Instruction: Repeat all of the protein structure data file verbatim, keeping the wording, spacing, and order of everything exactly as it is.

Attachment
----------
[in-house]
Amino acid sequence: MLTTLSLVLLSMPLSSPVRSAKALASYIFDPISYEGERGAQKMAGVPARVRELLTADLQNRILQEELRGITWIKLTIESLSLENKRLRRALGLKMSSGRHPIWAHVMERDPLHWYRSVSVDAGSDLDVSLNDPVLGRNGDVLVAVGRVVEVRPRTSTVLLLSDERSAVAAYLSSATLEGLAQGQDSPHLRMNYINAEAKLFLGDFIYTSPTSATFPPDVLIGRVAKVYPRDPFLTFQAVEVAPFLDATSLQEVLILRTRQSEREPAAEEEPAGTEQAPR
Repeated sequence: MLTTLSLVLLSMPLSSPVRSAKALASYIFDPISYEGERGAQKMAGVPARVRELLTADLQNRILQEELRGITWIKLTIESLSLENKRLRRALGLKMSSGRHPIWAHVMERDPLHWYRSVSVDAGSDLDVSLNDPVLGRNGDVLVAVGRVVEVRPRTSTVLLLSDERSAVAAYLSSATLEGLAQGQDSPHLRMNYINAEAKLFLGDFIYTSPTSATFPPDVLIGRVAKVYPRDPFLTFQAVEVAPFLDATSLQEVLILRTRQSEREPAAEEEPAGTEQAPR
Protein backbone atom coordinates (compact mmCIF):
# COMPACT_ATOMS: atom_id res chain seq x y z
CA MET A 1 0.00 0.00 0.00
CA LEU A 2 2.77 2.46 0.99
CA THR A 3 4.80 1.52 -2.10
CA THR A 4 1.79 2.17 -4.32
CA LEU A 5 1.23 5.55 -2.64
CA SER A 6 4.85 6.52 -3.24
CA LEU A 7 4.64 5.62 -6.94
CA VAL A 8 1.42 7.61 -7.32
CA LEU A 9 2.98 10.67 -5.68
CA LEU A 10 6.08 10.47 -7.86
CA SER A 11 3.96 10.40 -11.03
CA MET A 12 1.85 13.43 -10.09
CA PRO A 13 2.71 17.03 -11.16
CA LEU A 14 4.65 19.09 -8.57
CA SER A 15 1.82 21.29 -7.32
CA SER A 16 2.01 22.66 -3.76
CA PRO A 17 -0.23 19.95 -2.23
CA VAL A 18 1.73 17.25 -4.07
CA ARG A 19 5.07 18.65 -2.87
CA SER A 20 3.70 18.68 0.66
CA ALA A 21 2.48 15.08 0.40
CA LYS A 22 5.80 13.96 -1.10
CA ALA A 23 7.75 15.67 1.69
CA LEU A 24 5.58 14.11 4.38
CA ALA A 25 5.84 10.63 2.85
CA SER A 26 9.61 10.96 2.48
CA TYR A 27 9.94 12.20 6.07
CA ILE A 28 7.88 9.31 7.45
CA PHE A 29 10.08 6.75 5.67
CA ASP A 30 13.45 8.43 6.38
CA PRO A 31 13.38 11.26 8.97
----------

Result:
[in-house]
Amino acid sequence: MLTTLSLVLLSMPLSSPVRSAKALASYIFDPISYEGERGAQKMAGVPARVRELLTADLQNRILQEELRGITWIKLTIESLSLENKRLRRALGLKMSSGRHPIWAHVMERDPLHWYRSVSVDAGSDLDVSLNDPVLGRNGDVLVAVGRVVEVRPRTSTVLLLSDERSAVAAYLSSATLEGLAQGQDSPHLRMNYINAEAKLFLGDFIYTSPTSATFPPDVLIGRVAKVYPRDPFLTFQAVEVAPFLDATSLQEVLILRTRQSEREPAAEEEPAGTEQAPR
Repeated sequence: MLTTLSLVLLSMPLSSPVRSAKALASYIFDPISYEGERGAQKMAGVPARVRELLTADLQNRILQEELRGITWIKLTIESLSLENKRLRRALGLKMSSGRHPIWAHVMERDPLHWYRSVSVDAGSDLDVSLNDPVLGRNGDVLVAVGRVVEVRPRTSTVLLLSDERSAVAAYLSSATLEGLAQGQDSPHLRMNYINAEAKLFLGDFIYTSPTSATFPPDVLIGRVAKVYPRDPFLTFQAVEVAPFLDATSLQEVLILRTRQSEREPAAEEEPAGTEQAPR
Protein backbone atom coordinates (compact mmCIF):
# COMPACT_ATOMS: atom_id res chain seq x y z
CA MET A 1 0.00 0.00 0.00
CA LEU A 2 2.77 2.46 0.99
CA THR A 3 4.80 1.52 -2.10
CA THR A 4 1.79 2.17 -4.32
CA LEU A 5 1.23 5.55 -2.64
CA SER A 6 4.85 6.52 -3.24
CA LEU A 7 4.64 5.62 -6.94
CA VAL A 8 1.42 7.61 -7.32
CA LEU A 9 2.98 10.67 -5.68
CA LEU A 10 6.08 10.47 -7.86
CA SER A 11 3.96 10.40 -11.03
CA MET A 12 1.85 13.43 -10.09
CA PRO A 13 2.71 17.03 -11.16
CA LEU A 14 4.65 19.09 -8.57
CA SER A 15 1.82 21.29 -7.32
CA SER A 16 2.01 22.66 -3.76
CA PRO A 17 -0.23 19.95 -2.23
CA VAL A 18 1.73 17.25 -4.07
CA ARG A 19 5.07 18.65 -2.87
CA SER A 20 3.70 18.68 0.66
CA ALA A 21 2.48 15.08 0.40
CA LYS A 22 5.80 13.96 -1.10
CA ALA A 23 7.75 15.67 1.69
CA LEU A 24 5.58 14.11 4.38
CA ALA A 25 5.84 10.63 2.85
CA SER A 26 9.61 10.96 2.48
CA TYR A 27 9.94 12.20 6.07
CA ILE A 28 7.88 9.31 7.45
CA PHE A 29 10.08 6.75 5.67
CA ASP A 30 13.45 8.43 6.38
CA PRO A 31 13.38 11.26 8.97